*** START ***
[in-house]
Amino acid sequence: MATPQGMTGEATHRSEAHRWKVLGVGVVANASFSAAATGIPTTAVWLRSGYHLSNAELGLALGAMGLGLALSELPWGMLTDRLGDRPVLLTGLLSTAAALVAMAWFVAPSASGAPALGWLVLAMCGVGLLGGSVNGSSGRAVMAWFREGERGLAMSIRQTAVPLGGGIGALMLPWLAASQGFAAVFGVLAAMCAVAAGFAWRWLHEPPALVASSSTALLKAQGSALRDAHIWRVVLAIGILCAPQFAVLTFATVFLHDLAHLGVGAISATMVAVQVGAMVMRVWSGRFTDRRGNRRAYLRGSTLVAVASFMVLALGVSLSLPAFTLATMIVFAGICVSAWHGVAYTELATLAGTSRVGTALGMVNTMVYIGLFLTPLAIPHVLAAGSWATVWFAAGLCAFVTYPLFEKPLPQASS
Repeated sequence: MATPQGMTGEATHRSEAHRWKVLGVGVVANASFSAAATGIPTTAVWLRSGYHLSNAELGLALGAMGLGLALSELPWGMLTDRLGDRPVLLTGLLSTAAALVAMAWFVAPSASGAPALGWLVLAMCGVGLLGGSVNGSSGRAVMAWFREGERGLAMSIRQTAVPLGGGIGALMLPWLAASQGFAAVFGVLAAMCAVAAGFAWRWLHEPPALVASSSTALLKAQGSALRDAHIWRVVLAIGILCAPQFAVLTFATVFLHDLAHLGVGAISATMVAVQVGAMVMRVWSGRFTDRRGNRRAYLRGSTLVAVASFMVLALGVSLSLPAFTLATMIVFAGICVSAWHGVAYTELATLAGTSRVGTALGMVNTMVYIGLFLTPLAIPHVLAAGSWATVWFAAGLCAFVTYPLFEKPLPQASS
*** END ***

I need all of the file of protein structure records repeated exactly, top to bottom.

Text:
[in-house]
Amino acid sequence: MATPQGMTGEATHRSEAHRWKVLGVGVVANASFSAAATGIPTTAVWLRSGYHLSNAELGLALGAMGLGLALSELPWGMLTDRLGDRPVLLTGLLSTAAALVAMAWFVAPSASGAPALGWLVLAMCGVGLLGGSVNGSSGRAVMAWFREGERGLAMSIRQTAVPLGGGIGALMLPWLAASQGFAAVFGVLAAMCAVAAGFAWRWLHEPPALVASSSTALLKAQGSALRDAHIWRVVLAIGILCAPQFAVLTFATVFLHDLAHLGVGAISATMVAVQVGAMVMRVWSGRFTDRRGNRRAYLRGSTLVAVASFMVLALGVSLSLPAFTLATMIVFAGICVSAWHGVAYTELATLAGTSRVGTALGMVNTMVYIGLFLTPLAIPHVLAAGSWATVWFAAGLCAFVTYPLFEKPLPQASS
Repeated sequence: MATPQGMTGEATHRSEAHRWKVLGVGVVANASFSAAATGIPTTAVWLRSGYHLSNAELGLALGAMGLGLALSELPWGMLTDRLGDRPVLLTGLLSTAAALVAMAWFVAPSASGAPALGWLVLAMCGVGLLGGSVNGSSGRAVMAWFREGERGLAMSIRQTAVPLGGGIGALMLPWLAASQGFAAVFGVLAAMCAVAAGFAWRWLHEPPALVASSSTALLKAQGSALRDAHIWRVVLAIGILCAPQFAVLTFATVFLHDLAHLGVGAISATMVAVQVGAMVMRVWSGRFTDRRGNRRAYLRGSTLVAVASFMVLALGVSLSLPAFTLATMIVFAGICVSAWHGVAYTELATLAGTSRVGTALGMVNTMVYIGLFLTPLAIPHVLAAGSWATVWFAAGLCAFVTYPLFEKPLPQASS